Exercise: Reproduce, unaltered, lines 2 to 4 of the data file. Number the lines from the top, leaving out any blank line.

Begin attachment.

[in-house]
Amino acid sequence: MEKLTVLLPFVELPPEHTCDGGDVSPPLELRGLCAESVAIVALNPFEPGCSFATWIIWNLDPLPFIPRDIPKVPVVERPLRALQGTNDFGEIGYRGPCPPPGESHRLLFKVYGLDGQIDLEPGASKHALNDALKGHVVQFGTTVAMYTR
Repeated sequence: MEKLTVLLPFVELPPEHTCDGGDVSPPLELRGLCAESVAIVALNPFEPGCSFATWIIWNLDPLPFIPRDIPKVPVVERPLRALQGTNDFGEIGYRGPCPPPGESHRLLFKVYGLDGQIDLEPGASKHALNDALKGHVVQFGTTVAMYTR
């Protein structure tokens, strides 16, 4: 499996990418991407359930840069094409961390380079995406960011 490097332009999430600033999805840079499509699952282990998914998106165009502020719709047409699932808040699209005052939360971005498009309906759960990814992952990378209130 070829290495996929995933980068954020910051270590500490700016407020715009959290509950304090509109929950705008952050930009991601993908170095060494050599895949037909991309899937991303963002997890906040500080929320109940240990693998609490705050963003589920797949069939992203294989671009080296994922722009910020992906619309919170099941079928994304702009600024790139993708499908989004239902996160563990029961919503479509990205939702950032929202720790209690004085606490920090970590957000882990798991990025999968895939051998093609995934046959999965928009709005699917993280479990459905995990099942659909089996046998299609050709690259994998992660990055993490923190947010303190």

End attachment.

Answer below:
Amino acid sequence: MEKLTVLLPFVELPPEHTCDGGDVSPPLELRGLCAESVAIVALNPFEPGCSFATWIIWNLDPLPFIPRDIPKVPVVERPLRALQGTNDFGEIGYRGPCPPPGESHRLLFKVYGLDGQIDLEPGASKHALNDALKGHVVQFGTTVAMYTR
Repeated sequence: MEKLTVLLPFVELPPEHTCDGGDVSPPLELRGLCAESVAIVALNPFEPGCSFATWIIWNLDPLPFIPRDIPKVPVVERPLRALQGTNDFGEIGYRGPCPPPGESHRLLFKVYGLDGQIDLEPGASKHALNDALKGHVVQFGTTVAMYTR
């Protein structure tokens, strides 16, 4: 499996990418991407359930840069094409961390380079995406960011 490097332009999430600033999805840079499509699952282990998914998106165009502020719709047409699932808040699209005052939360971005498009309906759960990814992952990378209130 070829290495996929995933980068954020910051270590500490700016407020715009959290509950304090509109929950705008952050930009991601993908170095060494050599895949037909991309899937991303963002997890906040500080929320109940240990693998609490705050963003589920797949069939992203294989671009080296994922722009910020992906619309919170099941079928994304702009600024790139993708499908989004239902996160563990029961919503479509990205939702950032929202720790209690004085606490920090970590957000882990798991990025999968895939051998093609995934046959999965928009709005699917993280479990459905995990099942659909089996046998299609050709690259994998992660990055993490923190947010303190």